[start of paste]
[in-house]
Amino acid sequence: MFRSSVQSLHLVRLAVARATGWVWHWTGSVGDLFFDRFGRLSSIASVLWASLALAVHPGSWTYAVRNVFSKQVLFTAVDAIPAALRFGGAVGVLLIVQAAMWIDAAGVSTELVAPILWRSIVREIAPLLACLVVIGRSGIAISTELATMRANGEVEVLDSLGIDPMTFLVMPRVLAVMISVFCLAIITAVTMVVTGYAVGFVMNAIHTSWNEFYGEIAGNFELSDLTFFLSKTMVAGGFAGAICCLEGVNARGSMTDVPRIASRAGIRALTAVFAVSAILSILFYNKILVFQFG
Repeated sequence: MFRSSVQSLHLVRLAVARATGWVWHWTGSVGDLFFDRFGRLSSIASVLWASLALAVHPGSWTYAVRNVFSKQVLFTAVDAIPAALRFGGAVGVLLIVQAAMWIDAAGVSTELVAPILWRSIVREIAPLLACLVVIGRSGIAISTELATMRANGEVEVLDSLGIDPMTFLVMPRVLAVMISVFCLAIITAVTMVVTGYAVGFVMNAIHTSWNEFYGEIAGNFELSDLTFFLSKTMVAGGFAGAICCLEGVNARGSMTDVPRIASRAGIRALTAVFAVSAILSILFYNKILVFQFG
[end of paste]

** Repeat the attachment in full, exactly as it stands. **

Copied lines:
[in-house]
Amino acid sequence: MFRSSVQSLHLVRLAVARATGWVWHWTGSVGDLFFDRFGRLSSIASVLWASLALAVHPGSWTYAVRNVFSKQVLFTAVDAIPAALRFGGAVGVLLIVQAAMWIDAAGVSTELVAPILWRSIVREIAPLLACLVVIGRSGIAISTELATMRANGEVEVLDSLGIDPMTFLVMPRVLAVMISVFCLAIITAVTMVVTGYAVGFVMNAIHTSWNEFYGEIAGNFELSDLTFFLSKTMVAGGFAGAICCLEGVNARGSMTDVPRIASRAGIRALTAVFAVSAILSILFYNKILVFQFG
Repeated sequence: MFRSSVQSLHLVRLAVARATGWVWHWTGSVGDLFFDRFGRLSSIASVLWASLALAVHPGSWTYAVRNVFSKQVLFTAVDAIPAALRFGGAVGVLLIVQAAMWIDAAGVSTELVAPILWRSIVREIAPLLACLVVIGRSGIAISTELATMRANGEVEVLDSLGIDPMTFLVMPRVLAVMISVFCLAIITAVTMVVTGYAVGFVMNAIHTSWNEFYGEIAGNFELSDLTFFLSKTMVAGGFAGAICCLEGVNARGSMTDVPRIASRAGIRALTAVFAVSAILSILFYNKILVFQFG